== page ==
- Print Length: 317 pages
- Publisher: MTV Books; Original edition (May 5, 2009)
- Sold by: Simon and Schuster Digital Sales Inc
- Rating: 7/10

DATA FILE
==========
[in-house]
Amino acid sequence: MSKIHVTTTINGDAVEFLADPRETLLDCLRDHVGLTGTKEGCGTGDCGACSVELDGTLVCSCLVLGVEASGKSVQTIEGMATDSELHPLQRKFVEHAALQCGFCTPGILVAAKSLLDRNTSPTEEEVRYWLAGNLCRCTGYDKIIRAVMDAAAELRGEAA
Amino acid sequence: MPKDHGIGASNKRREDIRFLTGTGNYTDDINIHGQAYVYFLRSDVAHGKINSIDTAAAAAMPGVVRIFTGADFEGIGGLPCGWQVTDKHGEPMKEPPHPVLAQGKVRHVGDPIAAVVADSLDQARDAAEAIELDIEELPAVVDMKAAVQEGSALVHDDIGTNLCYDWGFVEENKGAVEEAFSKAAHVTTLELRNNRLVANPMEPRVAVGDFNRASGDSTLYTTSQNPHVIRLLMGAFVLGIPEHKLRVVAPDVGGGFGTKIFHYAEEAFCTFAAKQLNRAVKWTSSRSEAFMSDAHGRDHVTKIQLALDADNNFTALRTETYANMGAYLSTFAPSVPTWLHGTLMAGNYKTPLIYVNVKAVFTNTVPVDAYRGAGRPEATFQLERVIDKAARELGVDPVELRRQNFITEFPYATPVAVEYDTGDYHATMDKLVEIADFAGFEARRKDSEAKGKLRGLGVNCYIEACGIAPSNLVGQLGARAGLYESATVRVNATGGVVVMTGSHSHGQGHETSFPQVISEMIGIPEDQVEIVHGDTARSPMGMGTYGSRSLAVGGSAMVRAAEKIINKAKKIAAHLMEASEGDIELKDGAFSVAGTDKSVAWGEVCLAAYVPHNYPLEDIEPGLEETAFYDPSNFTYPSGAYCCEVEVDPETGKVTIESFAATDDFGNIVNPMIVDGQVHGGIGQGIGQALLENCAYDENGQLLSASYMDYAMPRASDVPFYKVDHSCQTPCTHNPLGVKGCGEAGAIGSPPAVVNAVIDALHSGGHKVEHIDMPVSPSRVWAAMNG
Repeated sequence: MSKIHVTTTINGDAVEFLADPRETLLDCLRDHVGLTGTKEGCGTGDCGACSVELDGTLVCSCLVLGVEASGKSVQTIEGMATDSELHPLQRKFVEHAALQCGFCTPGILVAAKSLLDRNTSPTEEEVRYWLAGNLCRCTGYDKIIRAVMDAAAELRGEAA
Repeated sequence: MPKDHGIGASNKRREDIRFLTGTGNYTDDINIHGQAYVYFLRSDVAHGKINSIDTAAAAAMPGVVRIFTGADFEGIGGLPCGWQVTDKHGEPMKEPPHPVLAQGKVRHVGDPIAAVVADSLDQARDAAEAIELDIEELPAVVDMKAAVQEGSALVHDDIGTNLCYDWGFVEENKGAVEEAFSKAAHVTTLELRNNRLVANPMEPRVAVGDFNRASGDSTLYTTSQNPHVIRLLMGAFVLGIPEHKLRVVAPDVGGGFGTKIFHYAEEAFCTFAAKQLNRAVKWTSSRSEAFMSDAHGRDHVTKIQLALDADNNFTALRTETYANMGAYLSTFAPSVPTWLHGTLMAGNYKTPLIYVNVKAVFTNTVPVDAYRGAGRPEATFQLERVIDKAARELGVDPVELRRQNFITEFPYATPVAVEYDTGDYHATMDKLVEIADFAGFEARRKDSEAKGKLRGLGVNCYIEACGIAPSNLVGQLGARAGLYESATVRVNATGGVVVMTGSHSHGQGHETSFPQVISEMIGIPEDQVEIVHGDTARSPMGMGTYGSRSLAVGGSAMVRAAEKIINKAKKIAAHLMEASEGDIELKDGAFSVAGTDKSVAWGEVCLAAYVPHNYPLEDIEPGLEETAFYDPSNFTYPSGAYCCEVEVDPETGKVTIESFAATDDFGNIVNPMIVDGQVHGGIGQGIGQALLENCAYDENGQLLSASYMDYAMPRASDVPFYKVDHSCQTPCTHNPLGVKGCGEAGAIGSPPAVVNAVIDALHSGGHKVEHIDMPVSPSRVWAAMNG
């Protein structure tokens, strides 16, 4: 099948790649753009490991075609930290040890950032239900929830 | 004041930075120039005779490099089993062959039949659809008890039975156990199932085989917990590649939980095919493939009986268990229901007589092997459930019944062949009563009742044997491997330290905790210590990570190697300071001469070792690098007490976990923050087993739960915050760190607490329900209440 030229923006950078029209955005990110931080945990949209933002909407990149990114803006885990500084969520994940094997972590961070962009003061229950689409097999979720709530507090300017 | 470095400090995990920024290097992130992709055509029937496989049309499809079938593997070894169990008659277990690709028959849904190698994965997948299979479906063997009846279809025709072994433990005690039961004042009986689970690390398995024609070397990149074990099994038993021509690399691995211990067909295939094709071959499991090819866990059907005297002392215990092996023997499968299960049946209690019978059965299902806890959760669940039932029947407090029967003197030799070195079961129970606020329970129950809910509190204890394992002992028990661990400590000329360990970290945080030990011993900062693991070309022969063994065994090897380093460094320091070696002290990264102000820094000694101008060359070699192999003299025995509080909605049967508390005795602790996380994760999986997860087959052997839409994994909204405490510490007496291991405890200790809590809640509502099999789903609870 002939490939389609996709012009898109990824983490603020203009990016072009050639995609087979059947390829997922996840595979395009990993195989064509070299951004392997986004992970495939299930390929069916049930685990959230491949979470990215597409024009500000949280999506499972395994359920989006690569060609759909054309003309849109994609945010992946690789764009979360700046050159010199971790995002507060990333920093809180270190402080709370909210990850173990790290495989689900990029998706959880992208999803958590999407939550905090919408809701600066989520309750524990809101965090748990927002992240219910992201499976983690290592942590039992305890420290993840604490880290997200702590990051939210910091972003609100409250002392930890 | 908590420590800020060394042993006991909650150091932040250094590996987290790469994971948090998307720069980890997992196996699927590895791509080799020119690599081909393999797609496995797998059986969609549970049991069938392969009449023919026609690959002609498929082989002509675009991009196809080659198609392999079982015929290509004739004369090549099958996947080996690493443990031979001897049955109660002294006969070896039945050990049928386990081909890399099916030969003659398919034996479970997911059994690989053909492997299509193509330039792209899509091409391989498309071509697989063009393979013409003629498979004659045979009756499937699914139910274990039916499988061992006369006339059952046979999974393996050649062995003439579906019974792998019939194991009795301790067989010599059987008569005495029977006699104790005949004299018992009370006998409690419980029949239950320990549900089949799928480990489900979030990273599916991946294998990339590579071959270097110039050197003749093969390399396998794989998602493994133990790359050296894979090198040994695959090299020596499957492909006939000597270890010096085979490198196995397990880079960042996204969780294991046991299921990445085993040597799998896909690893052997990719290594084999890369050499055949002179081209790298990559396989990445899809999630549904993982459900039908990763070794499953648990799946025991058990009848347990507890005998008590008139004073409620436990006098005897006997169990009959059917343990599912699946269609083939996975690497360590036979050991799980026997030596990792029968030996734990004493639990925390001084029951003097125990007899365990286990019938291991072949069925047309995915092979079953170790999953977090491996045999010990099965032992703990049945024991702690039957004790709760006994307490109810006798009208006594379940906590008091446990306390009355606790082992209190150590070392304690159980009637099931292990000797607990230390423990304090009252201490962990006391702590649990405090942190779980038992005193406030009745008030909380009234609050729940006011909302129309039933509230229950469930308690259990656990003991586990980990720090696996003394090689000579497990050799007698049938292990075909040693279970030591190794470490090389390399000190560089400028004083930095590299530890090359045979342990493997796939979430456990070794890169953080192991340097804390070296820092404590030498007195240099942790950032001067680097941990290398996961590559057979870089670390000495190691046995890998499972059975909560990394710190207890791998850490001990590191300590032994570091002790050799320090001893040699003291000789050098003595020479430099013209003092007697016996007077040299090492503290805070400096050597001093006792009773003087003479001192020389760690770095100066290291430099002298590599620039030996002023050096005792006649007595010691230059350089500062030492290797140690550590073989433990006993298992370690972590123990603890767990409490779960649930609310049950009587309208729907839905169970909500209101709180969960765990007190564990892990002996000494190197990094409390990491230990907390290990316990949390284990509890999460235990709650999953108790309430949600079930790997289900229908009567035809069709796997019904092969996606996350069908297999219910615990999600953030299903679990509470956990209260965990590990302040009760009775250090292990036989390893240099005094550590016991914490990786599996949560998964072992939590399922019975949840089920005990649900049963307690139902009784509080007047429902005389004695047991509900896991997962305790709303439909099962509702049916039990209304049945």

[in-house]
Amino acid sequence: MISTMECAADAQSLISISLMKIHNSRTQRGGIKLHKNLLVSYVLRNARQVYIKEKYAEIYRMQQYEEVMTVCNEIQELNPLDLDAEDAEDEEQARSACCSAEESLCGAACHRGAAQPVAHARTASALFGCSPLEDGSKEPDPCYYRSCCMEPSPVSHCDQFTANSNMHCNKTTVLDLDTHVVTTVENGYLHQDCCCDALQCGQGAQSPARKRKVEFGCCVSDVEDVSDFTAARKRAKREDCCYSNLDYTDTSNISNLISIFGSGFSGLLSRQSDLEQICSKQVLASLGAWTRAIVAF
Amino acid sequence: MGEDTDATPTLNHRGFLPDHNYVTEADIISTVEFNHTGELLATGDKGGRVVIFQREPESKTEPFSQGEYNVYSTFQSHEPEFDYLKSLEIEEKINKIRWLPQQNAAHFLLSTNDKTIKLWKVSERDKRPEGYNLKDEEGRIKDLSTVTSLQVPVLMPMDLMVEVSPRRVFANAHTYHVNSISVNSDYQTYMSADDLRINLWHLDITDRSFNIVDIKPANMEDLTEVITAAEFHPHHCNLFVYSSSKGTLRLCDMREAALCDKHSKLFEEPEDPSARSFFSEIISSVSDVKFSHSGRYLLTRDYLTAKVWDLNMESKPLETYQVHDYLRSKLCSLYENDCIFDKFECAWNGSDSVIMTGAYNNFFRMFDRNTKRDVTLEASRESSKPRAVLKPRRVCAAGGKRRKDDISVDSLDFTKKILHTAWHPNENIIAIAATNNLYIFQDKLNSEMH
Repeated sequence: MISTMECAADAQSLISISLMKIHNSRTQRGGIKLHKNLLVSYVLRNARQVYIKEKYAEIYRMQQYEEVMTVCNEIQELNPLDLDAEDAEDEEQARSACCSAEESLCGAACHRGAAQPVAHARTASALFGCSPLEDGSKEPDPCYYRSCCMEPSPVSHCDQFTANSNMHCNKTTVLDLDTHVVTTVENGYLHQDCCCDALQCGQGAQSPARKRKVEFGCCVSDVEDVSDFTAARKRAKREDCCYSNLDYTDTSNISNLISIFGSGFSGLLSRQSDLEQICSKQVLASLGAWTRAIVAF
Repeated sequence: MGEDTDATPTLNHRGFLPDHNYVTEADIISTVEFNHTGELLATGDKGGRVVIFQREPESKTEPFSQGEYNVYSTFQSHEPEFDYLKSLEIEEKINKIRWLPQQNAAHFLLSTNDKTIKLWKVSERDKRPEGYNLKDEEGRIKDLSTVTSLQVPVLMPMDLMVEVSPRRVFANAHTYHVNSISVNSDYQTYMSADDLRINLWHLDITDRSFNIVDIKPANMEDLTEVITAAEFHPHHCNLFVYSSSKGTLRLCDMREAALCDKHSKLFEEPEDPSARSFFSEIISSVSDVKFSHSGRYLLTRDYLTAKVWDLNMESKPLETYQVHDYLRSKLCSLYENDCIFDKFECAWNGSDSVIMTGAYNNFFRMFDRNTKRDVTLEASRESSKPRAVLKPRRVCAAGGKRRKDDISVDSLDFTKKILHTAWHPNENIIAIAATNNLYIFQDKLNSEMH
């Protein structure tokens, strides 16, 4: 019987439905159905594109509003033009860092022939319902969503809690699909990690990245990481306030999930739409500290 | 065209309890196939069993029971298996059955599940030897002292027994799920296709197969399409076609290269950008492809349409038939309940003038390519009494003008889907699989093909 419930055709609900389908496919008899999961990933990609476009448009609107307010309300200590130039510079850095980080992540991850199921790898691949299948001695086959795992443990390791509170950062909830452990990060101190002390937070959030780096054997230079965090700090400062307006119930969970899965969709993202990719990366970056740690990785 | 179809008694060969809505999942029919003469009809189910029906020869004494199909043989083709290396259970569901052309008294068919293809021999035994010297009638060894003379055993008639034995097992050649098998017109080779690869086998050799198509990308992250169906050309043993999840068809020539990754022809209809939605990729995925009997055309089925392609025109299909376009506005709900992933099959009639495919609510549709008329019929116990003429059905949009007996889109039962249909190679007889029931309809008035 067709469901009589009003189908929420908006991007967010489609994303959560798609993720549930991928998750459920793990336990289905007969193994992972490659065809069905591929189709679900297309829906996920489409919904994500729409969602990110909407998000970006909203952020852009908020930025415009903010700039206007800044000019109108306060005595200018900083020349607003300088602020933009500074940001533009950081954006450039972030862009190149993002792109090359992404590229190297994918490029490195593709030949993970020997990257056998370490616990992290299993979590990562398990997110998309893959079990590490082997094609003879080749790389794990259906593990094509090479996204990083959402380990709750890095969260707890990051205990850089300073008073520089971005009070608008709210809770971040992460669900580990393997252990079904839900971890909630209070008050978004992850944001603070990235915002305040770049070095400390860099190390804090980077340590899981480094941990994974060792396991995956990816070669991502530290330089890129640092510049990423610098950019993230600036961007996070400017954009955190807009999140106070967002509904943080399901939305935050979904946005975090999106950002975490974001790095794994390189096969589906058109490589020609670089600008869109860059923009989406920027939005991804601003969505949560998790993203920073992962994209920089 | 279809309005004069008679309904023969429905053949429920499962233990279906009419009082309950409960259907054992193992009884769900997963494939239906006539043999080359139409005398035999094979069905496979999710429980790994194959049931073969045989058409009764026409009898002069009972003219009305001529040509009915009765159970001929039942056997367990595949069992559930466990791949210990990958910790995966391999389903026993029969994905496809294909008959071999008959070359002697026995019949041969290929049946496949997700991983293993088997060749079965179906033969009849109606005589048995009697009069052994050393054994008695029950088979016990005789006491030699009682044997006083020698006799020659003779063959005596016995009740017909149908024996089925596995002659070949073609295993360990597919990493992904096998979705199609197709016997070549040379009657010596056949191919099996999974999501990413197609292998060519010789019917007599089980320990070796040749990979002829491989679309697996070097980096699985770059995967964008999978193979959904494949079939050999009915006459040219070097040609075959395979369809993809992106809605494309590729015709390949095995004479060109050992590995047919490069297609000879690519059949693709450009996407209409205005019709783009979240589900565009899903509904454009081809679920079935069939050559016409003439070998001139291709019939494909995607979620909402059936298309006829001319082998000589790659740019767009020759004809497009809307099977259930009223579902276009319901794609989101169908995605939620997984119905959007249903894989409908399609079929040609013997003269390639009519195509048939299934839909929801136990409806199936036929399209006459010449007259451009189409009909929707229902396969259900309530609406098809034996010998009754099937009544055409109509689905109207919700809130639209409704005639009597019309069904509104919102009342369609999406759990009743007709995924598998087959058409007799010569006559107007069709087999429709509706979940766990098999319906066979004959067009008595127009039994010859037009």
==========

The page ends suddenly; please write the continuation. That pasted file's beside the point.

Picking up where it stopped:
Shrinking Violet proved to be a pleasant surprise. By the summary, I imagined a cheesy, overly-sentimental coming of age story. Shy Girl comes out of shell. Popular, edgy Boy shows sudden interest, though he has really been equally mesmerized with her forever. Mean girl gets showed up. And the story plays out. But there is a depth to Shrinking Violet that surpasses the usual girl meets boy story line. The secret that Teresa finds herself in is comedic and insightful, her voice strong and brave. What she talks about on her radio show is inspirational and only the tiniest bit corny, and when an interesting turn of events in her reality (her school and home life is her reality, and her life behind a microphone is her fantasy) strikes, Tere's new found courage is tested. She must stick to her gut, even in times when everything and everyone is telling her to turn and crawl back into her shell. I loved the romance because it wasn't outright and it wasn't even really a romance at all until the very end, but it was every bit as fantastic. Absolutely fantastic. Everything about this book had sort of an indie vibe, a little edgy even. I felt super cool to even read it. I mean, I read it almost three years ago, and the way that Gavin described Sweet T's, Tere's, really, voice was absolutely exhilarating. "Husky". I would recommend this book primarily to 12-15 yo's, but I think any age group would enjoy it. But don't watch the Disney movie Radio Rebel, which is based off Shrinking Violet. Because, well, it sort of sucks and ruined the book a bit for me. So, just don't bother with that crazy and stick to page turning.